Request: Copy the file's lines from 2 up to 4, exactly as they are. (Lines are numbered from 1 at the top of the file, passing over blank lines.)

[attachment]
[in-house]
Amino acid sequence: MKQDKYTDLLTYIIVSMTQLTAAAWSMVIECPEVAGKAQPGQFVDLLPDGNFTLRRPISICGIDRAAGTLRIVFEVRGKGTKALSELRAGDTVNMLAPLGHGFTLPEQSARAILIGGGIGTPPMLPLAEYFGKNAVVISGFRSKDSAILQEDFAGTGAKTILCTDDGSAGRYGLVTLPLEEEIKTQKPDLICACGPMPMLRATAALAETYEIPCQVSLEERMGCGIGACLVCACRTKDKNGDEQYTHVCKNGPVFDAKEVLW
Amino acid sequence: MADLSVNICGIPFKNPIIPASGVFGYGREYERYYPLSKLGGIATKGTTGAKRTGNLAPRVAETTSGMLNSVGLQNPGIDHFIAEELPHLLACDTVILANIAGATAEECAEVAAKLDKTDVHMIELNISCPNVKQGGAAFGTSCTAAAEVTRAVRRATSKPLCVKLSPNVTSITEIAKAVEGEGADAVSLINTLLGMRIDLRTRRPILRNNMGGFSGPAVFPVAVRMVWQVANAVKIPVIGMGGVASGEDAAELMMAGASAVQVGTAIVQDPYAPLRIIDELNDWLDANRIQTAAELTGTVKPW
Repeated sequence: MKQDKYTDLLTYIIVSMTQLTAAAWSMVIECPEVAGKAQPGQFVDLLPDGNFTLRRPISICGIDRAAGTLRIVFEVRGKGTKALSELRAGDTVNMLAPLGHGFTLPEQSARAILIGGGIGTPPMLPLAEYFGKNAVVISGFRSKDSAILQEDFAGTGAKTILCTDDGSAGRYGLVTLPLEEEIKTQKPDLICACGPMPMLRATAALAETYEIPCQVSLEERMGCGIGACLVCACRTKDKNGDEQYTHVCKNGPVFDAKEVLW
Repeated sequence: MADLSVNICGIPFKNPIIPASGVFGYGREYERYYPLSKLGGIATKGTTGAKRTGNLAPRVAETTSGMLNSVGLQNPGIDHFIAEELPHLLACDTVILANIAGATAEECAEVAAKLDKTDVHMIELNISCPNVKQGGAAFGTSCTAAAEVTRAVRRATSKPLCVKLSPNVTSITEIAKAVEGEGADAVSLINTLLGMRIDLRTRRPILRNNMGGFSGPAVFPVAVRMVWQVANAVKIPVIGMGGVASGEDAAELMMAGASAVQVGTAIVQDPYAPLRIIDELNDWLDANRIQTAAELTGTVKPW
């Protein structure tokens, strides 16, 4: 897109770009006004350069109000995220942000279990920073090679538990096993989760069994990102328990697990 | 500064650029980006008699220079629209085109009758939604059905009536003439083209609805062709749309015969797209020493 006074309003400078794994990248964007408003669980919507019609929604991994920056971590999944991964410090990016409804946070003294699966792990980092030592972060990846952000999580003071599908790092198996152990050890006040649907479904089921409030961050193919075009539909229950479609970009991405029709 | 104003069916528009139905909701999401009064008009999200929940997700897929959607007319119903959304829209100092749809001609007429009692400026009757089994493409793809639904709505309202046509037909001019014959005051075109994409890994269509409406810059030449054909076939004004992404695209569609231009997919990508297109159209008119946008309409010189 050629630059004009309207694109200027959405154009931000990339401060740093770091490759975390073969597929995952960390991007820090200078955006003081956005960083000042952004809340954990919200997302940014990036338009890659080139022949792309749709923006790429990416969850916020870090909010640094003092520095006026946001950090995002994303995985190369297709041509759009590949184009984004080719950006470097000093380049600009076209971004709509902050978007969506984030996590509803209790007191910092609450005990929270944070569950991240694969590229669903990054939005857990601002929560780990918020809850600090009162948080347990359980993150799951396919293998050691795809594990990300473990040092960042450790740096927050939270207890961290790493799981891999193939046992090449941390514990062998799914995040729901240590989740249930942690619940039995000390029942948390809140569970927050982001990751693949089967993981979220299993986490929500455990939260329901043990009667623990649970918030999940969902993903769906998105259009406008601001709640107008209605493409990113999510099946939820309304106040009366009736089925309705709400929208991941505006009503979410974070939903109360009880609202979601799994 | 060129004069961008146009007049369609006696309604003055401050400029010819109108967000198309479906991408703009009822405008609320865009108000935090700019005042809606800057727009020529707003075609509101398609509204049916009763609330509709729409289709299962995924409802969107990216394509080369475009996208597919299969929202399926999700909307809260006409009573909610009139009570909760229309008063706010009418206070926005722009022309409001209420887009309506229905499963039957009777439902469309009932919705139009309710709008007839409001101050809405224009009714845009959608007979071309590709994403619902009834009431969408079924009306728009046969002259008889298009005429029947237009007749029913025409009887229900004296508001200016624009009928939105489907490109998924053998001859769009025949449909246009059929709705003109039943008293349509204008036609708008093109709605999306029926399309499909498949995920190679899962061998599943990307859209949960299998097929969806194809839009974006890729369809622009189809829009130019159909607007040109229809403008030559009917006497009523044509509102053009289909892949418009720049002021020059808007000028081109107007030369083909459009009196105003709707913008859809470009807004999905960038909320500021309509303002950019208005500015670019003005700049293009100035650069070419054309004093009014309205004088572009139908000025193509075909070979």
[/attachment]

Amino acid sequence: MKQDKYTDLLTYIIVSMTQLTAAAWSMVIECPEVAGKAQPGQFVDLLPDGNFTLRRPISICGIDRAAGTLRIVFEVRGKGTKALSELRAGDTVNMLAPLGHGFTLPEQSARAILIGGGIGTPPMLPLAEYFGKNAVVISGFRSKDSAILQEDFAGTGAKTILCTDDGSAGRYGLVTLPLEEEIKTQKPDLICACGPMPMLRATAALAETYEIPCQVSLEERMGCGIGACLVCACRTKDKNGDEQYTHVCKNGPVFDAKEVLW
Amino acid sequence: MADLSVNICGIPFKNPIIPASGVFGYGREYERYYPLSKLGGIATKGTTGAKRTGNLAPRVAETTSGMLNSVGLQNPGIDHFIAEELPHLLACDTVILANIAGATAEECAEVAAKLDKTDVHMIELNISCPNVKQGGAAFGTSCTAAAEVTRAVRRATSKPLCVKLSPNVTSITEIAKAVEGEGADAVSLINTLLGMRIDLRTRRPILRNNMGGFSGPAVFPVAVRMVWQVANAVKIPVIGMGGVASGEDAAELMMAGASAVQVGTAIVQDPYAPLRIIDELNDWLDANRIQTAAELTGTVKPW
Repeated sequence: MKQDKYTDLLTYIIVSMTQLTAAAWSMVIECPEVAGKAQPGQFVDLLPDGNFTLRRPISICGIDRAAGTLRIVFEVRGKGTKALSELRAGDTVNMLAPLGHGFTLPEQSARAILIGGGIGTPPMLPLAEYFGKNAVVISGFRSKDSAILQEDFAGTGAKTILCTDDGSAGRYGLVTLPLEEEIKTQKPDLICACGPMPMLRATAALAETYEIPCQVSLEERMGCGIGACLVCACRTKDKNGDEQYTHVCKNGPVFDAKEVLW